Question regarding rules if add IPv6
I have been using IPv4 exclusively on my system. I am looking at adding IPv6 and trying to learn more about it before I try it out. One question I am not sure about is with regard to the firewall rules. Obviously, right now, the rules on my WAN and various local interfaces are all set to IPv4 only. If I move to IPv4 and IPv6 on the firewall, is it sufficient to simply edit each rule to use the "IPv4 +IPv6" dropdown in the rule and re-save? Or do I need to duplicate each rule and use IPv6 only in the new rule?
Also, do each of my aliases need to be edited to include the corresponding IPv6 address? For example, I use pfSense as an NTP server, and there is an alias for "local NTP" which contains the local addresses for each of the NTP servers on my local interfaces. Do I need to add IPv6 addresses for each of these so that IPv6-connected clients can access the local NTP server on their interface? Or will they still be able to access the server via IPv4?
Thanks in advance for any assistance.
As to your rules.. Depends for example if you have a rule for icmp this is different than icmpv6. So in such a case you might need to create different rule for icmpv6.
But in general most rules should work for both ipv4 and ipv6.
As to your aliases - yeah you would need to add any IPv6 addresses/networks to aliases you created if you want to include IPv6 in those. If your talking built in aliases like lan net, or optX net, or lan address, or "this firewall" those would include IPv6 address if that net or address is ipv4 and ipv6, etc.
But if all you do is hand out or set IPv4 for say ntp - your client would still be able to talk to it via IPv4.. Its pretty much impossible to setup a client that is just pure IPv6.. That is if you want to actually access most of the internet..
Your clients would really need to be dual stack for the foreseeable future..
@johnpoz Well that makes things much easier I guess. Just a matter of ticking a different box in each rule and resaving, for the most part. My aliases also include some local addresses that are blocked from internet access. If I want to ensure that those same addresses/clients are blocked even if they pick up an IPV6 address, do I have to assign them a static V6 address and then add those addresses to the "block" alias group? (i.e. can they use V6 to get around V4 rules if I don't specify?)
If you don't have any allow rules for IPv6, then default is block.. But sure if you had a rule that allowed any IPv6, then they could use that rule.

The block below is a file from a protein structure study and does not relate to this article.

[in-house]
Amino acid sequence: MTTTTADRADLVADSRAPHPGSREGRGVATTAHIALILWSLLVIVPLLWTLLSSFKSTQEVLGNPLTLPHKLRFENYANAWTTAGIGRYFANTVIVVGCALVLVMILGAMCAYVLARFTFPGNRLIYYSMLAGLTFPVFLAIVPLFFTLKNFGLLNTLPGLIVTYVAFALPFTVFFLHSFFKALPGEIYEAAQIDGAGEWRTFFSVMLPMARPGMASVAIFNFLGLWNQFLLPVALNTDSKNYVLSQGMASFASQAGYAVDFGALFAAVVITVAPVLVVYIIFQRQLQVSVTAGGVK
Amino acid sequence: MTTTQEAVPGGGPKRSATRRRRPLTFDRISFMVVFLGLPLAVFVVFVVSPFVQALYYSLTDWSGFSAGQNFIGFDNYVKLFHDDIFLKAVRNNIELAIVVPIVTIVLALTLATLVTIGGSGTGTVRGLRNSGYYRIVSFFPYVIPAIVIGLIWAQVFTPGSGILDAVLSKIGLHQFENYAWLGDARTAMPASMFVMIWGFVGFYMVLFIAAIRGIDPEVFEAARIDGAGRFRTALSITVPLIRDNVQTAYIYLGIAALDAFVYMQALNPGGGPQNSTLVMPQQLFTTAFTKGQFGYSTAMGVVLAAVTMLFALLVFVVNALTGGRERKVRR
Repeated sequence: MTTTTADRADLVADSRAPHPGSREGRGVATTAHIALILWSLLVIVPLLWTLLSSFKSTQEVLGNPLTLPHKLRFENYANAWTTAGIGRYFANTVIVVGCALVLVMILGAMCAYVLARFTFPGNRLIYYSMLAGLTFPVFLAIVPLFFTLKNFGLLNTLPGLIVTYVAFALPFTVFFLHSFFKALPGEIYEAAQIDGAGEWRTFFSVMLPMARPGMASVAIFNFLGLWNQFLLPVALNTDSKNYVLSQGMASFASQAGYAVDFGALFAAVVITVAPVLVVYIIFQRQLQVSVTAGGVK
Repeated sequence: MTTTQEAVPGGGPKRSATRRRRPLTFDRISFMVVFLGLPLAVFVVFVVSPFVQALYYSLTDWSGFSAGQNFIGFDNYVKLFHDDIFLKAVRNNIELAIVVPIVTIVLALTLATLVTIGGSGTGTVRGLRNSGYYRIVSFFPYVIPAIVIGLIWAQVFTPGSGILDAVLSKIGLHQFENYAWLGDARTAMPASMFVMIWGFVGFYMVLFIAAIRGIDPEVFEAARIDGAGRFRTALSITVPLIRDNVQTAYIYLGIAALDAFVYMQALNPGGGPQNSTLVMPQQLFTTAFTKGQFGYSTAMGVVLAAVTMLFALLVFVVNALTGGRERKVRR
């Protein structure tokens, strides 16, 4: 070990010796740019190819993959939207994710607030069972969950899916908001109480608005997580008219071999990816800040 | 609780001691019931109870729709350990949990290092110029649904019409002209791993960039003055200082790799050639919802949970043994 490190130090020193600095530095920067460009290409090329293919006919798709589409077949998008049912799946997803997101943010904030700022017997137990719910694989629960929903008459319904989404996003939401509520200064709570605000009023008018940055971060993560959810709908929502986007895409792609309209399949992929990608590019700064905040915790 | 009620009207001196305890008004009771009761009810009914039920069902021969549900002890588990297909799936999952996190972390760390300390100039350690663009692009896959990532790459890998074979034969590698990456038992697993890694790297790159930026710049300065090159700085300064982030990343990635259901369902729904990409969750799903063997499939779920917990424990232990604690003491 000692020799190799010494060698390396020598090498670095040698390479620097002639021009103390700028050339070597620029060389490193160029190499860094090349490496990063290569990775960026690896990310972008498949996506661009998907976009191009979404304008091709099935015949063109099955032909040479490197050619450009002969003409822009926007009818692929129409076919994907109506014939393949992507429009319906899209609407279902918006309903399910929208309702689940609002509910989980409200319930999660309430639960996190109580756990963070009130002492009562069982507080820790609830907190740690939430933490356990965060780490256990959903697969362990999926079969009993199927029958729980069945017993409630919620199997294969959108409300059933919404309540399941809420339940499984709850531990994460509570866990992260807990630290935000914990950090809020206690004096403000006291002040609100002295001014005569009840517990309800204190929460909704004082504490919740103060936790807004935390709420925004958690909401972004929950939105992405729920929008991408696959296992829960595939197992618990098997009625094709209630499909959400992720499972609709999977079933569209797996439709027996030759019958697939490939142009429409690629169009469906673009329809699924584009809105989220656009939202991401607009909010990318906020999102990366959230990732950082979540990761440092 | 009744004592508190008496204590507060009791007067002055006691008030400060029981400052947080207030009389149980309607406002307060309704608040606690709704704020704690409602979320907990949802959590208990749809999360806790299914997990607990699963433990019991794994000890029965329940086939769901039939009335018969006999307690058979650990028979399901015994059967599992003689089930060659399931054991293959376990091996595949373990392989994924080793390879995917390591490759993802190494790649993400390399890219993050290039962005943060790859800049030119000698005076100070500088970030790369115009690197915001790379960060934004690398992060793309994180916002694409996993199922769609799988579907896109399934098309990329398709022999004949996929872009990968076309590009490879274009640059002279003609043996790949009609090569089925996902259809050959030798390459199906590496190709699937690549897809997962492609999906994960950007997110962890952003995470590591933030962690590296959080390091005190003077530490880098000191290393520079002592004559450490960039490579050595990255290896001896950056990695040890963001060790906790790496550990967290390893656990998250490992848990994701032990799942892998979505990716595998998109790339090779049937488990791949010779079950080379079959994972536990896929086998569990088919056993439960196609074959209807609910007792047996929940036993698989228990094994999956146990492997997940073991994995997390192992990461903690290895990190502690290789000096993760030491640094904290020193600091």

Keep in mind that many clients will use random IPv6, and they will change all the time.. So yeah if you want to get specific with rules to allow or deny specific clients based on IPv6 then you need to make sure that client only uses specific IPv6 address.
You will need to turn off the clients use of privacy/temporary IPv6 addresses if your trying to control access based upon specific IPs used.
Once a client has an IPv6 - they will try and use that first, before they use IPv4.. Out of the box most if not all OSes prefer IPv6 over IPv4.. And only when IPv6 is not available will they use IPv4.. If your trying to go to something.domain.tld and there is no AAAA entry for it - then they would just use IPv4, but if there is AAAA for it - they would attempt to use IPv6 first.
So yes you will have to create your rules with this in mind.. While it might seem like IPv6 is just a longer IP.. There are many changes to keep in mind when wanting to use IPv6 on a network, especially if your doing any sort of specific segmentation and firewalling to control access.
Hmm. This is more complicated than I hoped. I will have to continue my planning/reading process. Thanks for the help.
@johnpoz So given what you said, how does one block only certain IPV6 clients from internet access if the clients use random addresses?
JKnott last edited by
I recently changed the rules for my guest WiFi VLAN to IPv6. in some cases it was only necessary to change from IPv4 to IPv4 & IPv6. I have only one rule that is IPv6 specific and none that are IPv4 specific. That IPv6 one is to block anything within my prefix.
Here are my rules: